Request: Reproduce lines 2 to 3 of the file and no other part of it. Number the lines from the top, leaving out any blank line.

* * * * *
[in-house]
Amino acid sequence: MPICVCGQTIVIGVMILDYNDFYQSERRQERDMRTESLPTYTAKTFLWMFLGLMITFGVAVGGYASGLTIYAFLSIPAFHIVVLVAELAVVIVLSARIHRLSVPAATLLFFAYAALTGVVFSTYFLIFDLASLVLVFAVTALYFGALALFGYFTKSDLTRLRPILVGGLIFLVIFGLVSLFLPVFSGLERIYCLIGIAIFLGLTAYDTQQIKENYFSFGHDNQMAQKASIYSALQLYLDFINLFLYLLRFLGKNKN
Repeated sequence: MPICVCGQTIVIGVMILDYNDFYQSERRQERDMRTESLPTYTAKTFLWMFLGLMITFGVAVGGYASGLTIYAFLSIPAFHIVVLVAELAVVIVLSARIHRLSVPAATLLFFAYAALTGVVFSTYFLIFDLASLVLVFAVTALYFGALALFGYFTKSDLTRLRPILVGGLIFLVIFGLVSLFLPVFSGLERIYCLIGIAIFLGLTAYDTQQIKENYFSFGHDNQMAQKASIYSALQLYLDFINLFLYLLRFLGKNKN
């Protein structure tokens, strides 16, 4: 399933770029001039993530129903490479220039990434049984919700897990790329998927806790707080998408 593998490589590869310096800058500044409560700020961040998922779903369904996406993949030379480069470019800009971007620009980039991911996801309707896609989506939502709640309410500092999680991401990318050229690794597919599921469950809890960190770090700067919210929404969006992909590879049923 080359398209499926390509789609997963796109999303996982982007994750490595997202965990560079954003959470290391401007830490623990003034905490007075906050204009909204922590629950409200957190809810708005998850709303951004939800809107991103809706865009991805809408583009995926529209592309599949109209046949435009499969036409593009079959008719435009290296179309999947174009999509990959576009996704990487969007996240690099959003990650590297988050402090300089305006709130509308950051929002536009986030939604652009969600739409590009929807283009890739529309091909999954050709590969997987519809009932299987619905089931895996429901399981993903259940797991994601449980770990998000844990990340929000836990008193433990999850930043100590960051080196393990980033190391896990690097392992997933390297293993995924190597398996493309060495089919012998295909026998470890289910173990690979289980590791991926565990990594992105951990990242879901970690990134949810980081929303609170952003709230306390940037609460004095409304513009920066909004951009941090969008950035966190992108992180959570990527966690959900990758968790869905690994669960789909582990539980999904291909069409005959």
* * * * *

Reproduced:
Amino acid sequence: MPICVCGQTIVIGVMILDYNDFYQSERRQERDMRTESLPTYTAKTFLWMFLGLMITFGVAVGGYASGLTIYAFLSIPAFHIVVLVAELAVVIVLSARIHRLSVPAATLLFFAYAALTGVVFSTYFLIFDLASLVLVFAVTALYFGALALFGYFTKSDLTRLRPILVGGLIFLVIFGLVSLFLPVFSGLERIYCLIGIAIFLGLTAYDTQQIKENYFSFGHDNQMAQKASIYSALQLYLDFINLFLYLLRFLGKNKN
Repeated sequence: MPICVCGQTIVIGVMILDYNDFYQSERRQERDMRTESLPTYTAKTFLWMFLGLMITFGVAVGGYASGLTIYAFLSIPAFHIVVLVAELAVVIVLSARIHRLSVPAATLLFFAYAALTGVVFSTYFLIFDLASLVLVFAVTALYFGALALFGYFTKSDLTRLRPILVGGLIFLVIFGLVSLFLPVFSGLERIYCLIGIAIFLGLTAYDTQQIKENYFSFGHDNQMAQKASIYSALQLYLDFINLFLYLLRFLGKNKN